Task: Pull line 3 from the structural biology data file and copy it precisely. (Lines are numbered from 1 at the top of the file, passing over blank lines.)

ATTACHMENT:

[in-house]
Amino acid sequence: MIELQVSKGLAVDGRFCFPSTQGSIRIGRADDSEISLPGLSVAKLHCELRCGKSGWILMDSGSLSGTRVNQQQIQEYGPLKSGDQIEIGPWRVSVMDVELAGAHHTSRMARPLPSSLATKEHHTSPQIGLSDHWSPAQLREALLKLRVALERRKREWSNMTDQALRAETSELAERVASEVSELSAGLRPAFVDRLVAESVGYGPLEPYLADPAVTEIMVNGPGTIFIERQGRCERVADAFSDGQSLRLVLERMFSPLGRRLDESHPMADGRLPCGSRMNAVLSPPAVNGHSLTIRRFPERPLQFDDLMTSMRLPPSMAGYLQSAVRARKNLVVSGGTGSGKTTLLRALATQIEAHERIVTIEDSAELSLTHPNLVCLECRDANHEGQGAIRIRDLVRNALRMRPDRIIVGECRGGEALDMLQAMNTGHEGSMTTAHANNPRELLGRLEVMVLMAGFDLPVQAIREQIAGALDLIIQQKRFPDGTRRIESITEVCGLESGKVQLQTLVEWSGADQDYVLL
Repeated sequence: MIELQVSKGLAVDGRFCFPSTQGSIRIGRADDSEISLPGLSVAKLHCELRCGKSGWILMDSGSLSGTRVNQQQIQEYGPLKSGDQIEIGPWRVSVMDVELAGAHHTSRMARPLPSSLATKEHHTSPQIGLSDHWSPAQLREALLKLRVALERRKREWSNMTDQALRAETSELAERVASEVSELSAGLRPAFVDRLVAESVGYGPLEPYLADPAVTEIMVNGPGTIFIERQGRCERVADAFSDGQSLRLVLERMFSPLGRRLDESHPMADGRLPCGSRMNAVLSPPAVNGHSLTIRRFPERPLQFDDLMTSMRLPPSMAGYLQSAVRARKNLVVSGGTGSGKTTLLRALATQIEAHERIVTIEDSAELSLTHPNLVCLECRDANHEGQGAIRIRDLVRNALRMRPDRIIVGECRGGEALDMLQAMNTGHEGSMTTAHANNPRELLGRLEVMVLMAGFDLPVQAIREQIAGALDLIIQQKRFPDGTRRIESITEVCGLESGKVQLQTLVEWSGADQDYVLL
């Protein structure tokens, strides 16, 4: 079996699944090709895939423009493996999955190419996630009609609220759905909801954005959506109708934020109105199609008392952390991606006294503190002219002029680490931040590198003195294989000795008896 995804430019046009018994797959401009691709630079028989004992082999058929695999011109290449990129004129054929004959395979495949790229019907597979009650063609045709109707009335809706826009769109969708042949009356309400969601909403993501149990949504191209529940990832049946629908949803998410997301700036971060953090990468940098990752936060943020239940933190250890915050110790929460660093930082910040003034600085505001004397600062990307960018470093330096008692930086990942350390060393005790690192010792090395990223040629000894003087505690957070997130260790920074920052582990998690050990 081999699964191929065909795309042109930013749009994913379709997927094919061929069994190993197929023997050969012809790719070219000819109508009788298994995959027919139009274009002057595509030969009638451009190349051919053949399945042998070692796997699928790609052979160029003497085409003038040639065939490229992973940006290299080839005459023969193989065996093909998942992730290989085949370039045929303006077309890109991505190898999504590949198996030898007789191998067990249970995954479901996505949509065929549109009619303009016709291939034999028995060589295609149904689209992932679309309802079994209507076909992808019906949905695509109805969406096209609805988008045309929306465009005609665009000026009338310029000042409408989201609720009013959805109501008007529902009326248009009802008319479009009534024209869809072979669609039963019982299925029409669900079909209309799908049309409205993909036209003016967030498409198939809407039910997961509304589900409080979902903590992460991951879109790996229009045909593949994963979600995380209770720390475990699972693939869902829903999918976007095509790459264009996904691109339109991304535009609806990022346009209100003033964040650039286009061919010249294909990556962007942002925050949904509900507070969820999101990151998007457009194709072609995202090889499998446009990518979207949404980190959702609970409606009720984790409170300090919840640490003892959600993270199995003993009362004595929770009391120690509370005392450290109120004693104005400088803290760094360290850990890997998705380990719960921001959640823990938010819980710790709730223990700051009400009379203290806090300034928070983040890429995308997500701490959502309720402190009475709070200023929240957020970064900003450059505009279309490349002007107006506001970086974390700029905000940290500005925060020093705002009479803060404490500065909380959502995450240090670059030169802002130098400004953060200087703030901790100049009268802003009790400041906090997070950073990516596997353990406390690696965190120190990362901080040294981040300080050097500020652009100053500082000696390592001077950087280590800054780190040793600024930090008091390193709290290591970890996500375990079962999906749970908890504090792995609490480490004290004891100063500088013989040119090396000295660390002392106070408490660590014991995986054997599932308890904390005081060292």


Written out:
Repeated sequence: MIELQVSKGLAVDGRFCFPSTQGSIRIGRADDSEISLPGLSVAKLHCELRCGKSGWILMDSGSLSGTRVNQQQIQEYGPLKSGDQIEIGPWRVSVMDVELAGAHHTSRMARPLPSSLATKEHHTSPQIGLSDHWSPAQLREALLKLRVALERRKREWSNMTDQALRAETSELAERVASEVSELSAGLRPAFVDRLVAESVGYGPLEPYLADPAVTEIMVNGPGTIFIERQGRCERVADAFSDGQSLRLVLERMFSPLGRRLDESHPMADGRLPCGSRMNAVLSPPAVNGHSLTIRRFPERPLQFDDLMTSMRLPPSMAGYLQSAVRARKNLVVSGGTGSGKTTLLRALATQIEAHERIVTIEDSAELSLTHPNLVCLECRDANHEGQGAIRIRDLVRNALRMRPDRIIVGECRGGEALDMLQAMNTGHEGSMTTAHANNPRELLGRLEVMVLMAGFDLPVQAIREQIAGALDLIIQQKRFPDGTRRIESITEVCGLESGKVQLQTLVEWSGADQDYVLL